Over the past several months, consumers made a more concerted effort to pay off their credit card debt with greater regularity, and now experts say that this trend is likely to continue.
According to a reportfrom consumer economic news website The Street, the latest improvements in both delinquency – credit card balances that have gone unpaid for 30 days or more – and charge offs – accounts that have gone unpaid so long that lenders simply accept they will never be paid again – bodes well for the economy not only now, but in the future as well.
The report said that the average lender had an annualized charge off rate of 8.1 percent in July, and the number was only that high because of Bank of America’s 11.39 percent rate. Most other lenders saw rates well under 8 percent, according to numbers provided by SNL Financial. The average rate for the same month last year was 9.69 percent.
Similarly, delinquency rates dropped to 4.64 percent for the first month of the year’s third quarter, down from the 5.39 percent seen for the same period in 2009. The report said this is the lowest such level seen since SNL Financial started following these figures in January 2009.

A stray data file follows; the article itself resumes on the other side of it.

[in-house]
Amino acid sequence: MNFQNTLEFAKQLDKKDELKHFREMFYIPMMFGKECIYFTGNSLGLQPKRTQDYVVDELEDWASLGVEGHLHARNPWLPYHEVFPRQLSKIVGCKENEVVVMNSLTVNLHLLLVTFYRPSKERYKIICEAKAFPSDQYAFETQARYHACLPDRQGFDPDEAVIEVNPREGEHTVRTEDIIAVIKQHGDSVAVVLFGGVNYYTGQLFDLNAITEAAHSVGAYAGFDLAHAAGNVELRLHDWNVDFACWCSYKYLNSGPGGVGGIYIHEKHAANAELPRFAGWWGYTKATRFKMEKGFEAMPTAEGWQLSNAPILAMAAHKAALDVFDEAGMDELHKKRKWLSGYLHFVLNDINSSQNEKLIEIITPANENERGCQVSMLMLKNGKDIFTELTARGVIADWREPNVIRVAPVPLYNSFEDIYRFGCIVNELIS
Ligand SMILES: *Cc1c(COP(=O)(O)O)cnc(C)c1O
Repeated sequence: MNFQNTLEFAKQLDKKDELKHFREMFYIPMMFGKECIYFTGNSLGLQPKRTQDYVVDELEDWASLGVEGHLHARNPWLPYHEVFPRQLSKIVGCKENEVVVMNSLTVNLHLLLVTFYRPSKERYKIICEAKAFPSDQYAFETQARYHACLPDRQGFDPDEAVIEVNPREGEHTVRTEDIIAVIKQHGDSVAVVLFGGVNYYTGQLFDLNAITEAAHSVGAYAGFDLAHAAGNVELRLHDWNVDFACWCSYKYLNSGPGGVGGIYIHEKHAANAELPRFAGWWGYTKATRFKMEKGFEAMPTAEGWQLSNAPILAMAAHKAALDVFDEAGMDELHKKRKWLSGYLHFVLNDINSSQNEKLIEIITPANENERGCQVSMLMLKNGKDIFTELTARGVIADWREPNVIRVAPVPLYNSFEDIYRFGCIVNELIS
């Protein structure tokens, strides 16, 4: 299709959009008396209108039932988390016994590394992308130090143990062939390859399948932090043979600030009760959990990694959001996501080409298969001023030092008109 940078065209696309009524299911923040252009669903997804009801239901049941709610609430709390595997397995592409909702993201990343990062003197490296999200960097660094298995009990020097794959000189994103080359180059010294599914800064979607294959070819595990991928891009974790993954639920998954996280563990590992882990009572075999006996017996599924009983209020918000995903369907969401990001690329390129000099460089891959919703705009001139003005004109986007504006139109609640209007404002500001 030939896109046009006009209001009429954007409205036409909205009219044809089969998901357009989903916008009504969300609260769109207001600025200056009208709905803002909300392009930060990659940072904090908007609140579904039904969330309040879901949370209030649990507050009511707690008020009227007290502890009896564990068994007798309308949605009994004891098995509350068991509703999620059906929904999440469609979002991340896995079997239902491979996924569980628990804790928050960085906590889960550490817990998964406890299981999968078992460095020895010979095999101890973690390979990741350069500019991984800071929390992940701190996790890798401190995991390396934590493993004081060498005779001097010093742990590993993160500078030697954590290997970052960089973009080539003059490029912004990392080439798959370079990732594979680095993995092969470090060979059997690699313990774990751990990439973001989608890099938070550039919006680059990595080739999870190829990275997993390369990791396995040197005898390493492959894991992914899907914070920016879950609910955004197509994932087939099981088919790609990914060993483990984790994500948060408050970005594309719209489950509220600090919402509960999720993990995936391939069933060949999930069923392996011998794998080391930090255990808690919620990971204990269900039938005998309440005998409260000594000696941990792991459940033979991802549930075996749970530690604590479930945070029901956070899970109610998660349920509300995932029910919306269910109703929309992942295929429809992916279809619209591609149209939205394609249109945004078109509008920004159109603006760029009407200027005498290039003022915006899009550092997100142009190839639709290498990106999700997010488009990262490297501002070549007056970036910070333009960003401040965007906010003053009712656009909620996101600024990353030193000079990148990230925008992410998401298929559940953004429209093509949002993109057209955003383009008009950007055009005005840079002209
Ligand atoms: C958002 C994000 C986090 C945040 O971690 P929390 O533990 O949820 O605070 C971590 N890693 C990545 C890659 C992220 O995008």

According to experts quoted in the report, this trend is likely to continue. Richard Bove, an analyst at Rochdale Securities, said that lenders have seen improvements in both categories for a number of reasons, though how much can be directly attributed to them isn’t clear. Consumers have made a greater effort to pay down their debt, perhaps thanks to the provisions of the Credit Card Accountability, Responsibility and Disclosure Act. However, lenders have also tried to shut out the riskiest borrowers from having access to lines of credit.
Mark Tepper, president of Strategic Wealth Management, told The Street that the loss and delinquency rates are "bound to continue" making improvements, because consumers are pouring more of their discretionary income into paying off their credit card debt. He also warned that this change in behavior would likely cost retailers and restaurants.
However, several retailers reported more profits despite lower total sales in the second quarter, largely because consumers spent more on their store-issued credit cards than they have in the past.